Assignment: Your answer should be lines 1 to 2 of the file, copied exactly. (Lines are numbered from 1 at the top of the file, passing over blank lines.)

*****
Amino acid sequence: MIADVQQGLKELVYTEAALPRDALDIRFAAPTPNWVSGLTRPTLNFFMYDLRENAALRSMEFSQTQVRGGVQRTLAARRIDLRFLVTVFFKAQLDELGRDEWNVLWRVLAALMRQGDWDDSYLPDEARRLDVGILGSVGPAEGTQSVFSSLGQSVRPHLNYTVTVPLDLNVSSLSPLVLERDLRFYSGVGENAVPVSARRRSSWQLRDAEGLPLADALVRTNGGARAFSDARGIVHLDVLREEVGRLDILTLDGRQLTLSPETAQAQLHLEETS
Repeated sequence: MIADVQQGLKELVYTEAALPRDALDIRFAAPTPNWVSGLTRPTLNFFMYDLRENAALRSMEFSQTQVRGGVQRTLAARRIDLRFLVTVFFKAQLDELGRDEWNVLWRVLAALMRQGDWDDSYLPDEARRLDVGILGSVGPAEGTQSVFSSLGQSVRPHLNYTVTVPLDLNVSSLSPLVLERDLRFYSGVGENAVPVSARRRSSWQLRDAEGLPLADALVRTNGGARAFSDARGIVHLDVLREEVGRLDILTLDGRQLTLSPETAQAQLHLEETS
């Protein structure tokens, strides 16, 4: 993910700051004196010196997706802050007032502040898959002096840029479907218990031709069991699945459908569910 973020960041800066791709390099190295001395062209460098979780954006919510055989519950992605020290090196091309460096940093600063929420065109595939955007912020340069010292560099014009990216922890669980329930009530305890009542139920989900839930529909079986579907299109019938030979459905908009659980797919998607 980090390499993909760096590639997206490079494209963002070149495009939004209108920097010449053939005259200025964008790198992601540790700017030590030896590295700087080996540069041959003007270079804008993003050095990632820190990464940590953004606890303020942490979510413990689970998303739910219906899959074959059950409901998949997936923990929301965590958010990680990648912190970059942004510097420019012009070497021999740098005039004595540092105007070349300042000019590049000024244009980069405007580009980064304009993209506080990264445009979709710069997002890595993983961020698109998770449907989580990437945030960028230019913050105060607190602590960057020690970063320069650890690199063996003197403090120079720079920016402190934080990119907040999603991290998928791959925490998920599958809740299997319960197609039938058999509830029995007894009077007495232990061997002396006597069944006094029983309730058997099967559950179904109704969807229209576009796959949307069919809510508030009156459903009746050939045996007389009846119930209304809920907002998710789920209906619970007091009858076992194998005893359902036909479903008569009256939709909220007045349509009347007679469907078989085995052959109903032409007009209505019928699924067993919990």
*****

Amino acid sequence: MIADVQQGLKELVYTEAALPRDALDIRFAAPTPNWVSGLTRPTLNFFMYDLRENAALRSMEFSQTQVRGGVQRTLAARRIDLRFLVTVFFKAQLDELGRDEWNVLWRVLAALMRQGDWDDSYLPDEARRLDVGILGSVGPAEGTQSVFSSLGQSVRPHLNYTVTVPLDLNVSSLSPLVLERDLRFYSGVGENAVPVSARRRSSWQLRDAEGLPLADALVRTNGGARAFSDARGIVHLDVLREEVGRLDILTLDGRQLTLSPETAQAQLHLEETS
Repeated sequence: MIADVQQGLKELVYTEAALPRDALDIRFAAPTPNWVSGLTRPTLNFFMYDLRENAALRSMEFSQTQVRGGVQRTLAARRIDLRFLVTVFFKAQLDELGRDEWNVLWRVLAALMRQGDWDDSYLPDEARRLDVGILGSVGPAEGTQSVFSSLGQSVRPHLNYTVTVPLDLNVSSLSPLVLERDLRFYSGVGENAVPVSARRRSSWQLRDAEGLPLADALVRTNGGARAFSDARGIVHLDVLREEVGRLDILTLDGRQLTLSPETAQAQLHLEETS